If it is working correctly, the mission statement is used in internal disagreements and may help to settle them. Reasonable people will disagree about implementation details, but if a proposal is clearly not in line with the simply stated mission, it should be rejected. Organizational failure to do so doesn’t mean the mission statement is bad though. Google’s mission is to organize the world’s information and make it universally accessible and useful. Seems clear. So how the heck did this happen? Maybe the increased focus of an enterprise software instead of consumer and enterprise focus would help. Elastic helps people do great things with data. Splunk makes data accessible, usable, and valuable to everyone. Snowflake enables every organization to be data-driven. No chat clients yet, but maybe Zawinski’s Law is still coming for them.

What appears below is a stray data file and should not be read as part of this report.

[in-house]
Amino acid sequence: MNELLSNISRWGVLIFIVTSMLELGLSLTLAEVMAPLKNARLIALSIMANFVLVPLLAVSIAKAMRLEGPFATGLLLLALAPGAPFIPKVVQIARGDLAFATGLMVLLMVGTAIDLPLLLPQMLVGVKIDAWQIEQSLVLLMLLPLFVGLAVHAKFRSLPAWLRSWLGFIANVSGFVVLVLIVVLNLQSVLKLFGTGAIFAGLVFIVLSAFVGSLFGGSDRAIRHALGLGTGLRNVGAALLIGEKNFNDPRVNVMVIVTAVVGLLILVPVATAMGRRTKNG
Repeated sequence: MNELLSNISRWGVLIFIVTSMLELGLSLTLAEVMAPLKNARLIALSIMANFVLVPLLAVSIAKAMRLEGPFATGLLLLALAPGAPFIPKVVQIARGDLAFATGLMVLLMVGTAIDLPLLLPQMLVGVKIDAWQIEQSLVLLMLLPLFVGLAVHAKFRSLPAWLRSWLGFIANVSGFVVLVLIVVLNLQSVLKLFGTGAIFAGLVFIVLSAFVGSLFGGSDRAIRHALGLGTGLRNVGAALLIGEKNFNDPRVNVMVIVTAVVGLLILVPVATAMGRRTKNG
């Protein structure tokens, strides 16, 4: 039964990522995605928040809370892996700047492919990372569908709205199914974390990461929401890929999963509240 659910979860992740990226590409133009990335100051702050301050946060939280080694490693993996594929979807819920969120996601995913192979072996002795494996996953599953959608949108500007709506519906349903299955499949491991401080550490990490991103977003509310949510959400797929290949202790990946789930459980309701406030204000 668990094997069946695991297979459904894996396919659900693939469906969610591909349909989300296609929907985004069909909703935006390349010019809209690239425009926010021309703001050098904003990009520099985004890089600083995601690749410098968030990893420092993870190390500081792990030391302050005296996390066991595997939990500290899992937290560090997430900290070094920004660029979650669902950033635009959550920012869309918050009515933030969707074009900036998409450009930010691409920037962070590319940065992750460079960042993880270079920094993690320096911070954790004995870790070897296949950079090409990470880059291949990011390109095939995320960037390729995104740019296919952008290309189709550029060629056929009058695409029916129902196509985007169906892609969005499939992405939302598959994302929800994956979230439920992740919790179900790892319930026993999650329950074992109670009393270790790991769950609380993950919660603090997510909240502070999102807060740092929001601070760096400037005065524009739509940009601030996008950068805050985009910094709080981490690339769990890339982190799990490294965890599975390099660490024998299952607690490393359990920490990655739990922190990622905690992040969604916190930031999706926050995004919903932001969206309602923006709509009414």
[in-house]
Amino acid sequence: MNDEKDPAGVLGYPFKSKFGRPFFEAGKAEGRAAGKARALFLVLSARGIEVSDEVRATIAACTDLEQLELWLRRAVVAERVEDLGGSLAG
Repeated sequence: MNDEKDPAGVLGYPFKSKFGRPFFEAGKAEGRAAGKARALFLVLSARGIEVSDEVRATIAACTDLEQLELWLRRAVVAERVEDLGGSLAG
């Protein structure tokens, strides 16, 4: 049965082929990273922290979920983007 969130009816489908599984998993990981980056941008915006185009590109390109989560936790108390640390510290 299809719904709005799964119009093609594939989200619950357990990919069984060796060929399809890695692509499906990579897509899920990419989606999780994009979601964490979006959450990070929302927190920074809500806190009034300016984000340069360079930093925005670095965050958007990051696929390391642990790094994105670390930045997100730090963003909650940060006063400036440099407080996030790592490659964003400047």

If it is not working correctly, the mission statement may be ignored or mocked as a pointless artifact. This can happen when the aspiration is too vague or too disconnected from day to day reality.  If your mission statement says to do a thing that no one in the company ever works on, it might as well say that you’re all here to solve the problem of warp drive.